Animal Farm, Essential Revision Notes
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Table of Contents
Animal Farm by George Orwell 4
Historical Context 5
Old Major 8
Mr. Jones 9
Mr. Frederick 9
Mr. Pilkington 9
Mr. Whymper 9
Jessie and Bluebell 10
The Corruption of Socialist Ideals in the Soviet Union 10
The Societal Tendency Toward Class Stratification 11
The Danger of a Naïve Working Class 11
The Abuse of Language as Instrumental to the Abuse of Power 11
Animal Farm 12
The Barn 12
The Windmill 12
Important Quotations Explained 13
George Orwell was the pen name of Eric Blair, a British political novelist and essayist whose pointed criticisms of political oppression propelled him into prominence toward the middle of the twentieth century. Born in 1903 to British colonists in Bengal, India, Orwell received his education at a series of private schools, including Eton, an elite school in England. His painful experiences with snobbishness and social elitism at Eton, as well as his intimate familiarity with the reality of British imperialism in India, made him deeply suspicious of the entrenched class system in English society. As a young man, Orwell became a socialist, speaking openly against the excesses of governments east and west and fighting briefly for the socialist cause during the Spanish Civil War, which lasted from 1936 to 1939.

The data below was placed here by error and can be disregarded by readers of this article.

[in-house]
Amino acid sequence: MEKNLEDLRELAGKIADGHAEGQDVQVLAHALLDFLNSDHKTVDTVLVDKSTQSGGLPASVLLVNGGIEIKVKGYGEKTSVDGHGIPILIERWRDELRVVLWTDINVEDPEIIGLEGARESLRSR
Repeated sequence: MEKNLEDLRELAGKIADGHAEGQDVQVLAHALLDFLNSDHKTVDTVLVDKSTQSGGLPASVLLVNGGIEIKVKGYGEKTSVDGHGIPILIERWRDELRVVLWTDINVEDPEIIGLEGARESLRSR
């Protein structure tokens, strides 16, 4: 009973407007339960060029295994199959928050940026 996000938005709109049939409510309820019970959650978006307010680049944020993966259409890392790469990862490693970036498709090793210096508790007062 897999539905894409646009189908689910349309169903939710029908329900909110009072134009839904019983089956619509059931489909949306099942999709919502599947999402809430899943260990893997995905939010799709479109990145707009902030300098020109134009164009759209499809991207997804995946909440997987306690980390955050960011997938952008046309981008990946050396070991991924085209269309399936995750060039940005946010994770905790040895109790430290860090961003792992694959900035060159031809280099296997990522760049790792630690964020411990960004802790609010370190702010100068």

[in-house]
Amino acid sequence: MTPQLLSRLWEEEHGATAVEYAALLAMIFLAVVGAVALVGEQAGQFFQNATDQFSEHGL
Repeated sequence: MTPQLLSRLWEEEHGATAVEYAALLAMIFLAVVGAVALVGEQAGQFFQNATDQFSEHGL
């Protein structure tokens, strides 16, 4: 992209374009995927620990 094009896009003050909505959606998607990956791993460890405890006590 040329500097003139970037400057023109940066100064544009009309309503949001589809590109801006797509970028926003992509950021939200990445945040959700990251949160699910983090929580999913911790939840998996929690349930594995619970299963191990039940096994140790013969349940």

Unlike many British socialists in the 1930s and 1940s, Orwell was not enamoured of the Soviet Union and its policies, nor did he consider the Soviet Union a positive representation of the possibilities of socialist society. He could not turn a blind eye to the cruelties and hypocrisies of Soviet Communist Party, which had overturned the semi-feudal system of the tsars only to replace it with the dictatorial reign of Joseph Stalin. Orwell became a sharp critic of both capitalism...